Journal of
Engineering and Technology Research

  • Abbreviation: J. Eng. Technol. Res.
  • Language: English
  • ISSN: 2006-9790
  • DOI: 10.5897/JETR
  • Start Year: 2009
  • Published Articles: 184

Full Length Research Paper

Performance of reactive powder concrete slabs with different curing conditions

Mohammed Mansour Kadhum Alkafaji
  • Mohammed Mansour Kadhum Alkafaji
  • Civil Department, College of Engineering, Babylon University/ Babil, Iraq.
  • Google Scholar


  •  Received: 12 September 2014
  •  Accepted: 09 October 2014
  •  Published: 31 October 2014

 ABSTRACT

In this paper, the material performance of Reactive Powder Concrete (RPC) with two different curing conditions, water-curing of 25°C and heat-treatment of 90°C and 95% relative humidity was experimentally studied. An experimental investigation is carried out to study the influence of using steel fiber and heat-treatment on RPC slab specimens. All the slabs are simply supported along the four edges and loaded concentrically by a square plate of dimensions (70×70×25 mm). The test results showed adequate improvements by increasing adding steel fiber, using of heat-treatment on the compressive strength, indirect tensile strength and modulus of elasticity. It also showed a great positive effect on the flexural strength. The 28-day compressive strength varied between 163.4 and 194.6 MPa for the non-heat-treated and heat-treated specimens. Test results proved that the increase slab thickness leads to significant increase in ultimate load. The ultimate load of RPC slabs that have 20, 40 and 60 mm thickness are 17.5, 13.0 and 12.6% respectively compared to RPC slab specimens non-heat-treated when steel fibers are used at 2% by volume and the percentage increment when thickness decrement. It was found that the deflection at ultimate load, showed a significant decrease when the slab thickness was increased.
 
Key words: Reactive powder concrete; mechanical properties; curing conditions; steel fibers


 INTRODUCTION

Reactive Powder Concrete (RPC), a cement-based composite material well known for its ultra-high strength, high-durability and low-porosity made its international debut in 1994 (Richard and Cheyrezy, 1994). The advance mechanical and physical properties of RPC are obtained by optimizing packing density of concrete mixture with precise gradation of all mix particles, and by using highly refined silica fume to improve the microstructure of hydrated cement pastes through the pozzolanic reaction. To produce a very high  compressive strength of RPC, applications of pressure before and during setting and heat-treating after setting are normally required. Compressive strengths of 200 to 800 MPa, modules of elasticity of 50 to 60 GPa and flexural strength of 6 to 13 MPa have been achieved with RPC (Richard and Cheyrezy, 1995).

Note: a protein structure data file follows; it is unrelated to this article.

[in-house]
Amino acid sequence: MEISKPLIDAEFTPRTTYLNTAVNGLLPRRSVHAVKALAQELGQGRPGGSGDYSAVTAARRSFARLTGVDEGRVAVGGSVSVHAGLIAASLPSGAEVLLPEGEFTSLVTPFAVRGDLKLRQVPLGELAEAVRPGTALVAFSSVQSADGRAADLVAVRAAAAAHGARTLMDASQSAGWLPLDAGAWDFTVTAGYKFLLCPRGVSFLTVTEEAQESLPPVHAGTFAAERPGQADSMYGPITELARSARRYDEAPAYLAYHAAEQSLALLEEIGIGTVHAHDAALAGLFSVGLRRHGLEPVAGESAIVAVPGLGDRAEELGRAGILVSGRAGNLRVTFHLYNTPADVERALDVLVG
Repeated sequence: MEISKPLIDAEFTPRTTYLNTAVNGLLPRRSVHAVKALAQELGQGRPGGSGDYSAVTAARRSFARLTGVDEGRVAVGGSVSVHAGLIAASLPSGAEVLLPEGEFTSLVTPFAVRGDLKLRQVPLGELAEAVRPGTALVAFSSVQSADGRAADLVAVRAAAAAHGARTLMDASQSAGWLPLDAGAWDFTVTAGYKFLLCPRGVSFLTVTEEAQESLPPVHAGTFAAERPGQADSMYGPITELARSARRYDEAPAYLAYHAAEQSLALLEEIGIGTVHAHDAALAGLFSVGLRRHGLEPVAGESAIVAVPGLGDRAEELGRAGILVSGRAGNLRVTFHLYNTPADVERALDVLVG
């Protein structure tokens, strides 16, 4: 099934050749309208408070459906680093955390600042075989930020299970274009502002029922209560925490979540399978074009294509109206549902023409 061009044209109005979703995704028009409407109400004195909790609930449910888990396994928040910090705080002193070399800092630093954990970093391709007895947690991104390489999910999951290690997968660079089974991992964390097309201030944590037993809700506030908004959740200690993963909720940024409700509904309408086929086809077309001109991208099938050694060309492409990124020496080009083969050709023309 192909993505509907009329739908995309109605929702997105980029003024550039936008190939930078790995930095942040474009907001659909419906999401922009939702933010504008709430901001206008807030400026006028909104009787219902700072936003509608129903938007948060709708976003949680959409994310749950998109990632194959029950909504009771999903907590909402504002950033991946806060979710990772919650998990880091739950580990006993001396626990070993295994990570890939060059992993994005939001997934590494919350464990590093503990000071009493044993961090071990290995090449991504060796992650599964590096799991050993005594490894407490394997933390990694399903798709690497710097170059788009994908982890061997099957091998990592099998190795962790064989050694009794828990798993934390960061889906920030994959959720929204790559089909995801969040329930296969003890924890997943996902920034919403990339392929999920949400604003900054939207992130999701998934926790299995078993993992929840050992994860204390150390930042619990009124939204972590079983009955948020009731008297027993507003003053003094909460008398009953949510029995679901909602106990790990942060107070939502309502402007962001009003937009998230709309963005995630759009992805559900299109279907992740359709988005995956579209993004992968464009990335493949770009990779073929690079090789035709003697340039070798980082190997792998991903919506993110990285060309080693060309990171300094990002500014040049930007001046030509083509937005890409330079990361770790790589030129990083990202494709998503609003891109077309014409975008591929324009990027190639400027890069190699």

On the other hand, maximum compressive strengths for the commonly used normal weight concrete in most concrete structures are in the range of 30 to 60 MPa with the corresponding modules of elasticity of 14  to  35  GPa  (Mindess et al., 2003). Due to advantage of the super material properties, RPC has been applied to many real constructions where the substantial weight savings of structure can be appreciated and where its distinguished features of material property can be fully utilized (Adeline and Cheyrezy, 1998; Etienne et al., 2001; Rebentrost and Cavill, 2006). In a typical RPC mix proportioning, in order to enhance the homogeneity and optimize the density of concrete granular mixture, the coarse aggregates of conventional concrete are totally eliminated such that the amounts of fine aggregate, Portland cement and silica fume need to be substantially increased.
 
Twelve square RPC slabs of dimensions (45×45) inch were tested to investigate the boundary between a flexural failure and a punching shear failure. The variables considered were the slab thickness (2, 2.5, and 3 in) and loading plate dimensions (from (1×1) inch to (3×3) inch. All the slabs are supported on the fully restrained end and loaded concentrically (Harris, 2004).
 
It was concluded that for small plate tests, a very small loading area was required to force a punching shear failure in the RPC slabs and based on this assessment, a (2 inch) slab thickness should provide sufficient punching shear capacity for bridge applications. The actual slab thickness selected for design should also consider factors such as flexural capacity and deflection criteria. Also, the RPC is more suited for precast operations due to the controlled environment and special formwork required.  He also concluded that the casting method has a strong influence on the orientation of the steel fibers, which in turn influences the flexural strength in orthogonal directions in the slabs, The brittle punching shear failure mechanism exhibits limited warning prior to failure, but is still significantly less abrupt than for a reinforced concrete punching shear failure (Harris, 2004).